In the world of work it is widely recognised that employee engagement is a valuable tool for measuring the effectiveness of an organisation to achieve a happy, effective and committed workforce. Engagement builds on established views of the employment relationship by recognising that it is a two-way relationship in which both parties have needs and responsibilities.
It is a recognition that if an employer can establish a deeper relationship with their employees the likelihood of those employees being able to connect their role to the wider objectives of the organisation, and thereby be happier and more productive knowing that they are contributing to the overall success of the business.
Many companies do of course pay lip service to employee engagement – reeling off staff survey figures in negotiations with trade unions that bear little resemblance to the stark reality that exists on the shop floor. Those who do get it right reap the benefits in higher profits and lower staff turnover – not something to sniff at in the current economic environment.
The employee engagement organisation the IPA believes that ‘collective voice is a valuable enabler to engagement and developing an effective employee voice must be a central part of any engagement strategy’*.
At a time when Labour needs to find its collective voice once more the party would do well to look at its own engagement with members and stakeholders.
In Southwark the newly elected Labour council (which has recently taken over from eight years of a Liberal Democrat/Tory coalition) has recently set up a democracy commission to consider how it engages with its residents and other stakeholders. Not only is this designed to improve decision-making but also to develop a greater sense of participation and ownership amongst residents of the decisions taken in their name. This is particularly important at a time when the newly elected council is facing attacks from the Tory/Liberal Democrat administration in Westminster who are looking to cut the revenue support grant to local government by up to 40 per cent. It will ensure that residents know the rationale behind local cost constraints and are able to participate in deciding the key services that are protected.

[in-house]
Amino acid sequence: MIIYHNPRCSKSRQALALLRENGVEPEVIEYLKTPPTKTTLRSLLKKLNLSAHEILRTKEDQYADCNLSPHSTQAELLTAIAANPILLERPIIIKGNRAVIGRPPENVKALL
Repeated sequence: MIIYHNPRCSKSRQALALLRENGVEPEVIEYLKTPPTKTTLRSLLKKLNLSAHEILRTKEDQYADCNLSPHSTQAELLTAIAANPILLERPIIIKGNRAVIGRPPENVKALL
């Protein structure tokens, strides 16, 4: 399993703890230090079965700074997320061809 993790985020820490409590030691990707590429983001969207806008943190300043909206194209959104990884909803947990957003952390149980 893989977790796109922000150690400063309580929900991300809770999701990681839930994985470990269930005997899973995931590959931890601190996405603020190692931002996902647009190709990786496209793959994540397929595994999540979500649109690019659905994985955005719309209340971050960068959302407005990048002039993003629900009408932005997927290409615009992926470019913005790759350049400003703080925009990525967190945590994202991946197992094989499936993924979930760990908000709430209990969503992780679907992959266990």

Nationally the Labour party needs to develop its collective narrative in a similar fashion. Faced with drastic cuts by the coalition government – the novelty of which has yet to leave the minds of many an elector – we need to not only set the context for those cuts, ensuring that voters know they are based on ideology rather than circumstance, but also develop a clear narrative for opposing them.
The leadership election has provided some opportunity for this and Ed Balls has really grasped that nettle in providing the context for the government’s decisions, whilst also providing a clear Labour strategy to tackle them.
But we cannot restrict this simply to the economy. Following on from the wars in Afghanistan and Iraq we need to develop a clearer narrative on our relations abroad. We need to look at some of the new challenges our country faces on welfare reform, pensions and green technology, amongst others, and develop radical solutions to those that reflect our Labour values.
But the party cannot do this if it continues to engage only a small elite at the centre. As in the workplace, the party needs to engage its members – emotionally and cognitively – if it is to rediscover its collective voice.
Our members are the advocates of our democratic socialist values. It is not good enough that they face a policymaking structure that is so complex and convoluted that even some of our more experienced activists give up trying to participate in it. But it is not politically sensible either. Members have an important role to play in shaping our narrative and delivering that to the electorate. So they must be consulted and presented with a range of options so their priorities can be identified and reflected in our policy.
Too many people believed that debating policy was what put people off attending party meetings, when in fact it is my contention that it was an overemphasis on bureaucracy and regulation, which stifled debate. All the members I know want to talk policy and politics because it’s that engagement that both arms them on the doorstep and makes them feel part of the great party that we joined. So we need to strip away some of the bureaucracy that burdens our CLPs. We now need our own form of democracy commission to radically overhaul our policymaking process. And we need to start listening to, and valuing, our members.
*IPA Guide to Workforce Engagement
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